Pool chemicals are required to keep pools safe for swimming, however for operators, pool chemicals can be the most dangerous part of the job. *Only allow those who have been trained in pool chemical safety practices to handle pool chemicals
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What to do when Handling Chemicals
Always use personal protective equipment when handling chemicals
Check chemical levels before adjusting chemicals - You do not want to handle or add unnecessary chemicals into a body of water.
Read Labels- Always know what chemicals you are handling. Labels also will give instructions for specific products.
Pour slowly- If you add liquid chemicals too quickly to other liquids, they could splash up and you could get chemicals on your skin or in your eyes.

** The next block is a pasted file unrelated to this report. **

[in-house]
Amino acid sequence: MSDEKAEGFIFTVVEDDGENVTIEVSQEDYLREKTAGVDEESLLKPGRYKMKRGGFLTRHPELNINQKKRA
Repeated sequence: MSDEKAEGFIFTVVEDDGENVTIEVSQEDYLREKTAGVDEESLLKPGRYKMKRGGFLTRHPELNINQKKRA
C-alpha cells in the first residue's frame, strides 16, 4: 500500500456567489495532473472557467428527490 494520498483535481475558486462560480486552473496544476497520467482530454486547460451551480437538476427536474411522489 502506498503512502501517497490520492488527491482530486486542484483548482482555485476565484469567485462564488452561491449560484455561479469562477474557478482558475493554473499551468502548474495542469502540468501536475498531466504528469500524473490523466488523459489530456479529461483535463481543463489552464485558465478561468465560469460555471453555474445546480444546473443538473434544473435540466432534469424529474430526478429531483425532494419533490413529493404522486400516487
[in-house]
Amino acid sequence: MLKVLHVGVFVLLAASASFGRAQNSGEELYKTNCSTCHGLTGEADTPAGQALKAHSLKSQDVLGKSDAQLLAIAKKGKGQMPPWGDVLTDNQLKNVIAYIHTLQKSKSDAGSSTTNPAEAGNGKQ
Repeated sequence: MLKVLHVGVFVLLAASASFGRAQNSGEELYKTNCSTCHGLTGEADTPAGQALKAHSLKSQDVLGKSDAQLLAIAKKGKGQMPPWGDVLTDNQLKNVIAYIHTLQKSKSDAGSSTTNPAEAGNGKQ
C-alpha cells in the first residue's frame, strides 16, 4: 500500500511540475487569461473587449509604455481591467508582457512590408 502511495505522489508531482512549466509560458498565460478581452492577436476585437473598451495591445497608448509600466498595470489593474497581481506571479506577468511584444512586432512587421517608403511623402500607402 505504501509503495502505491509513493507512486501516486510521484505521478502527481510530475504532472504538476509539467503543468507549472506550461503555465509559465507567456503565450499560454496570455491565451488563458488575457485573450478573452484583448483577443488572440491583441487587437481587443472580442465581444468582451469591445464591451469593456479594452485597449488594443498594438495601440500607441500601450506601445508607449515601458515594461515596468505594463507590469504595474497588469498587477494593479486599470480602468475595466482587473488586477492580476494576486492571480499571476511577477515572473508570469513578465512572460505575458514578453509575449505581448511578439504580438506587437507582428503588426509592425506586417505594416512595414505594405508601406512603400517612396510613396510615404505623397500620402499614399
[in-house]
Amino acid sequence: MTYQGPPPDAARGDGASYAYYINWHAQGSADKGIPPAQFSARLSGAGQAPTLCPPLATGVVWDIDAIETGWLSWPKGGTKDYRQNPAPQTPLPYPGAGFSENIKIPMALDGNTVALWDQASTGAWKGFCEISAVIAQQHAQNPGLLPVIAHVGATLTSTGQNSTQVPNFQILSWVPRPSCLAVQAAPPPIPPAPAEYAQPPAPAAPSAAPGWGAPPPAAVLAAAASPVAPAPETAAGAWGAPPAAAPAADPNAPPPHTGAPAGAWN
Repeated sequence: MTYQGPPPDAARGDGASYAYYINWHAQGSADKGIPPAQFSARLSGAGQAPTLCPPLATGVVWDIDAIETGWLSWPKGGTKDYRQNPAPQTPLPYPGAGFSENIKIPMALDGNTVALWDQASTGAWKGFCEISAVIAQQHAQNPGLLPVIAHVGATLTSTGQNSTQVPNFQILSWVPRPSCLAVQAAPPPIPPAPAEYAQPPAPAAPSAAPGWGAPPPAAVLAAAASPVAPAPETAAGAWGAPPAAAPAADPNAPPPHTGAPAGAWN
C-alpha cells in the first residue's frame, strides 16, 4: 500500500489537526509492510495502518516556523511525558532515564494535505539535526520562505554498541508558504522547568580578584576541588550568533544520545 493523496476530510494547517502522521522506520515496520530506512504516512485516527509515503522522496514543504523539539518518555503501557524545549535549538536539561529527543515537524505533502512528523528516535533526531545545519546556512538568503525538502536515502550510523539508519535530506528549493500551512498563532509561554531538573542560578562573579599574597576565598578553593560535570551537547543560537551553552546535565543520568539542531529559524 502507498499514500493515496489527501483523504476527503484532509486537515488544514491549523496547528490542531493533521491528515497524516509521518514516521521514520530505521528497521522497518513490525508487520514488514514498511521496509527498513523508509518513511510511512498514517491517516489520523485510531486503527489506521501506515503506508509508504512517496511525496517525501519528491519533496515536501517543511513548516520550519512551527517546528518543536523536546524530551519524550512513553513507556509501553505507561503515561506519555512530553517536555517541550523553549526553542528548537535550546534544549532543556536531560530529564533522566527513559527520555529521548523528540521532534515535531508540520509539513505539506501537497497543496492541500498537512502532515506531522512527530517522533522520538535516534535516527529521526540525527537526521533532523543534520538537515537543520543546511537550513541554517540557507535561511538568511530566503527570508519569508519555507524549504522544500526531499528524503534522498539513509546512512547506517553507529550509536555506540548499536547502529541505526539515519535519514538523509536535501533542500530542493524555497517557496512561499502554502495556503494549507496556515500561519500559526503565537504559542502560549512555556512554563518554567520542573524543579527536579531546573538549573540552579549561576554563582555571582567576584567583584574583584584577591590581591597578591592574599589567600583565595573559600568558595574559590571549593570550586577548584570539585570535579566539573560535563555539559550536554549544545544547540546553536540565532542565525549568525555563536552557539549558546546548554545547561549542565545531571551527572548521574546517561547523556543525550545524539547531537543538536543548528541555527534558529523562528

Work in an area with well ventilation- Some pool chemicals have harmful fumes so you want to make sure to have sufficient ventilation to avoid breathing in the fumes.
Add chemicals when the pool is on and water is circulating.
Make sure no swimmers are in the water.
If mixing with water- add the product to the water, never water to the product.
If large quantities of chemicals are required- work in stages.
Personal Protective Equipment
- Safety Goggles
- Face Shield
- Closed Toes Shoes
- A Respirator
- Protective Clothing
What not to do when Handling Chemicals
Rush through adding chemicals
Handle chemicals in a dimly lit areas- If you can’t see well, you risk making errors, misreading labels, spilling, etc
Have a cluttered chemical area- this can lead to spills, trips and falls.
Move chemicals into other storage containers- Chemical manufacturers put chemicals into containers for a reason. Those containers can block out sunlight, air, moisture, etc..
Think all chemicals come in the same container everytime- Manufacturers and chemical suppliers change containers often. This includes the color of the container.
Ignore instructions or procedures.
Common Injuries from Swimming Pool Chemicals